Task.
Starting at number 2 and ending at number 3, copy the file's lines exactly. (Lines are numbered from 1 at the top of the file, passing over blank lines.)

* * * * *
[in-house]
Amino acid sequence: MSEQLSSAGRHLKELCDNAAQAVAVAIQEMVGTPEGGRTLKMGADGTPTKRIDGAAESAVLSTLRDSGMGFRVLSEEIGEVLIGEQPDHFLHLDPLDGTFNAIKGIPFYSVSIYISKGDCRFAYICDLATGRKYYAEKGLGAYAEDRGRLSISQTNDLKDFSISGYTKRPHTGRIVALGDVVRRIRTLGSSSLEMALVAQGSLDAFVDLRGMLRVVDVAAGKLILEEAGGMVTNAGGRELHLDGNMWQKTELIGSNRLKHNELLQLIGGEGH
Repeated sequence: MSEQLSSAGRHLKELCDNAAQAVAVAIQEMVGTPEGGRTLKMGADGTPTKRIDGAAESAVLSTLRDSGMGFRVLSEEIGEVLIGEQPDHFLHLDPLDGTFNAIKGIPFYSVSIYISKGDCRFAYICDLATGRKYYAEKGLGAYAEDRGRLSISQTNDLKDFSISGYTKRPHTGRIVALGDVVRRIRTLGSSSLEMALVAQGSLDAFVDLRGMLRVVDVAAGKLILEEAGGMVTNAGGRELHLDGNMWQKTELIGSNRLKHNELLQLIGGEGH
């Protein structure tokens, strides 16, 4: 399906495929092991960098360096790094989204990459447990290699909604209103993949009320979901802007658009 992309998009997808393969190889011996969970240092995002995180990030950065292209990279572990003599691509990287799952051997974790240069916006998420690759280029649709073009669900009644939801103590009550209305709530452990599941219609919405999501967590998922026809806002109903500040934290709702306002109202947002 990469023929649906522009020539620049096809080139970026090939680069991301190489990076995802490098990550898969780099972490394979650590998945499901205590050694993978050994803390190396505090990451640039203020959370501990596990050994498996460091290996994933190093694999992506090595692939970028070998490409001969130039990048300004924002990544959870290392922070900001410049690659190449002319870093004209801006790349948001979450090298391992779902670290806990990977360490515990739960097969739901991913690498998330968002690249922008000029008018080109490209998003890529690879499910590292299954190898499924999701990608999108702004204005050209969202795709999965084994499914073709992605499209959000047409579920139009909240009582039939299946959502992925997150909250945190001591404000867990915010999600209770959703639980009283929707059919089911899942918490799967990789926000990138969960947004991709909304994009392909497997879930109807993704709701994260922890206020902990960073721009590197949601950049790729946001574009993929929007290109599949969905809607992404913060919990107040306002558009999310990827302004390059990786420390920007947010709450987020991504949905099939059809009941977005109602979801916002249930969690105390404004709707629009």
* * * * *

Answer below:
Amino acid sequence: MSEQLSSAGRHLKELCDNAAQAVAVAIQEMVGTPEGGRTLKMGADGTPTKRIDGAAESAVLSTLRDSGMGFRVLSEEIGEVLIGEQPDHFLHLDPLDGTFNAIKGIPFYSVSIYISKGDCRFAYICDLATGRKYYAEKGLGAYAEDRGRLSISQTNDLKDFSISGYTKRPHTGRIVALGDVVRRIRTLGSSSLEMALVAQGSLDAFVDLRGMLRVVDVAAGKLILEEAGGMVTNAGGRELHLDGNMWQKTELIGSNRLKHNELLQLIGGEGH
Repeated sequence: MSEQLSSAGRHLKELCDNAAQAVAVAIQEMVGTPEGGRTLKMGADGTPTKRIDGAAESAVLSTLRDSGMGFRVLSEEIGEVLIGEQPDHFLHLDPLDGTFNAIKGIPFYSVSIYISKGDCRFAYICDLATGRKYYAEKGLGAYAEDRGRLSISQTNDLKDFSISGYTKRPHTGRIVALGDVVRRIRTLGSSSLEMALVAQGSLDAFVDLRGMLRVVDVAAGKLILEEAGGMVTNAGGRELHLDGNMWQKTELIGSNRLKHNELLQLIGGEGH